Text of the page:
#83 ::: John Mark Ockerbloom ::: (view all by) ::: October 25, 2008, 11:17 PM:

Some of my earliest memories of visiting certain relatives and childhood friends involve distinctive smells of their homes-- but I couldn't tell you now just what those smells were. I've occasionally encountered them elsewhere, (though not recently) and have instantly recognized them.

Probably the strongest evocative smell that I *can* definitely describe is the salt air blowing off the beach on the island where we camped every summer when I was a child. That smell meant two weeks of complete relaxation, playing in sand and water, hiking trails and climbing rocks, and reading books in our cabin (which had a distinctive piney-salt smell of its own).

Nowadays the vacations are shorter, further south, and require more work and responsibility on my part, but when we're approaching the shore I still roll down the window to catch that first scent of salt air, and recall for a moment that anticipation of a boy leaving the everyday world behind for a quiet, wild place in the sun.

#84 ::: JKRichard ::: (view all by) ::: October 25, 2008, 11:30 PM:

I had called the cable company to come troubleshoot the connection a few months ago. The cable guy walked into the house, took a deep breath and said, "Man, I smell leather." I showed him my office/studio room --- I have three saddles and a mess of leather hides and a box-full of scraps. He said it reminded him of his father...his father used to make saddles. When he was done troubleshooting the cable box he asked if he could sit in my office for a few minutes. "Absolutely..."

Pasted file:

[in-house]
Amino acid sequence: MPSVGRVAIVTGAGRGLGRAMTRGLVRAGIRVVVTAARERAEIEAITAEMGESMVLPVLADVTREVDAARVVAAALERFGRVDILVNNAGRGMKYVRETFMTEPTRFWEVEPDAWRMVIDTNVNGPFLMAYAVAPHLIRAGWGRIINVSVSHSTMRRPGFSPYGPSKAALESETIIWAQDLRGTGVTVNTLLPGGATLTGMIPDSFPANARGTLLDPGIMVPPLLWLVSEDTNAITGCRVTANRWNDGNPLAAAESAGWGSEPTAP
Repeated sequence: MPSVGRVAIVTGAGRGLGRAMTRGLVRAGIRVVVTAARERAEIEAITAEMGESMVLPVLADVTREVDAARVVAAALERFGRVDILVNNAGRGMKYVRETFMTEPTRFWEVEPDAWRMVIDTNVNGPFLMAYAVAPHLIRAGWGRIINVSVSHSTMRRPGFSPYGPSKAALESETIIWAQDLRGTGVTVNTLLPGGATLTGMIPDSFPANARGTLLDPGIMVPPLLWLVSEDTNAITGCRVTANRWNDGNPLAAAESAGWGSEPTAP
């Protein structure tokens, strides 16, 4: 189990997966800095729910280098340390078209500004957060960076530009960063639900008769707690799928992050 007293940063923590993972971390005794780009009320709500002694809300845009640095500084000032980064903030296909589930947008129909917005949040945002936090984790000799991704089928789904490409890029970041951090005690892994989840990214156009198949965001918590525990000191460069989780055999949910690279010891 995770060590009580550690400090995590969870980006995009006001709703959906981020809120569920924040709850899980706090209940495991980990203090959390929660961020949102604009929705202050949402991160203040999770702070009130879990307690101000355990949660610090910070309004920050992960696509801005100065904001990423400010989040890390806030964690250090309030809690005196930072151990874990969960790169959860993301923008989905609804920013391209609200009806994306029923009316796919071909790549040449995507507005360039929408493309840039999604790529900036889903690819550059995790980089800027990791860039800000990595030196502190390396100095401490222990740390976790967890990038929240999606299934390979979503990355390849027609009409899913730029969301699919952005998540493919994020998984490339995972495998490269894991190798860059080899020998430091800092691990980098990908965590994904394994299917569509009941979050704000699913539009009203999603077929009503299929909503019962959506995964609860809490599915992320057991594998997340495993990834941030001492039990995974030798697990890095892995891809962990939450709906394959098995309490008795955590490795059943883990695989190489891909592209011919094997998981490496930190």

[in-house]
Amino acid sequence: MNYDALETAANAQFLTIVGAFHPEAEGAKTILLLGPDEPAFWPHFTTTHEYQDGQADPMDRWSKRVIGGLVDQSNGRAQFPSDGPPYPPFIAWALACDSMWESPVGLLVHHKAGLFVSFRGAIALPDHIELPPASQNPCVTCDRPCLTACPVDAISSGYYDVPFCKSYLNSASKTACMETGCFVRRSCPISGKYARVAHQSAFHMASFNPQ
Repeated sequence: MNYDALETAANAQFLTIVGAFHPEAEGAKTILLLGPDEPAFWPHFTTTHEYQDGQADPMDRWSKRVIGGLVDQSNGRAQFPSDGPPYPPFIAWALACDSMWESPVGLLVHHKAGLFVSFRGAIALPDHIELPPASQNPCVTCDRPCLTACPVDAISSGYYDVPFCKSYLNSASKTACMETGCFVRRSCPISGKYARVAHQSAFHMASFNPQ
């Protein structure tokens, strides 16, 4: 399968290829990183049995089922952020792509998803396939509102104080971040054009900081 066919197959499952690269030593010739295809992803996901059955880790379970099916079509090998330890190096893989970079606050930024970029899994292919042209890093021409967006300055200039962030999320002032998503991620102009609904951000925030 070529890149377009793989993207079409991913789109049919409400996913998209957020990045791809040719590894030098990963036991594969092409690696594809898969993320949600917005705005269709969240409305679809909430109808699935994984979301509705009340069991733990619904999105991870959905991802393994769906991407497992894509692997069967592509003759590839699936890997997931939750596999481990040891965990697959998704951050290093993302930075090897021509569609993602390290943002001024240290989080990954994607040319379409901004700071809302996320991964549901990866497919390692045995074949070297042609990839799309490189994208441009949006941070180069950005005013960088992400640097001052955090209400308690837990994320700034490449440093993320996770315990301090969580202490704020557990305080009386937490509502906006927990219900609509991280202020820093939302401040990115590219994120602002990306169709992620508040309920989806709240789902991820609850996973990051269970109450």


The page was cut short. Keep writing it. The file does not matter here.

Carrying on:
#85 ::: miriam beetle ::: (view all by) ::: October 25, 2008, 11:39 PM:

when i was little i told my mother i loved the smell of the basement. she looked horrified. "miri, that's mildew!" so i love the smell of mildew.

i've never met anyone else who could relate until amanda at 65.

as far as fragrancing agents, i love the smell of almonds best. there is one airline which uses strongly almond-scented soap in its airplane bathrooms, but i'm usually disappointed in any commercial soap that describes itself as almond.

clay in all stages, from wet to fired, is both lovely & brings back good memories.

i also always love smelling the hair of my loved ones, whether shampooed or greasy & musky.

& rain, like many others have said.

#86 ::: Ann Rose ::: (view all by) ::: October 25, 2008, 11:48 PM:

Warm Sno-seal waterproofing goo curing on workboots (said workboots placed in the oven), sawdust and Aqua Velva cologne define pretty much all of my childhood memories of my father.

The waxy, rosy/powdery smell of lipstick and coal tar shampoo are what I recall most of my mother. That, and warm bathwater -- she loved to take a long bath every morning, around 4AM, before she got ready to go off to work.

K2r "spotlifter" cleaning solution immediately makes me feel suffocated and panicky, and I think it's because it smells exactly like whatever anesthetic was pumped through the heavy black rubber mask in 1970's hospitals. My mom sent me out once with a can of K2r to clean up a spot I'd left on the carpet in the car, and I came back in tears, with the job undone, so overwhelmed by that stink that I couldn't even explain to her why I couldn't use it. She was, of course, skeptical, but she did toss that can and never replaced it.

On the other hand, I like the scents of Dial soap, fruit punch and the ozone of pure O2, as they take me back to the "safe" parts of all my childhood hospitalizations.

And, does anyone else recall the "aroma of Tacoma," that distinctive heavy, sweet-sulfurous smell from the pulp mills just past Fife, WA? It's a doozy.

#87 ::: Caroline ::: (view all by) ::: October 25, 2008, 11:53 PM:

One that's not nostalgic, wistful, or even at all pleasant:

Powdered latex gloves. The smell makes my teeth hurt.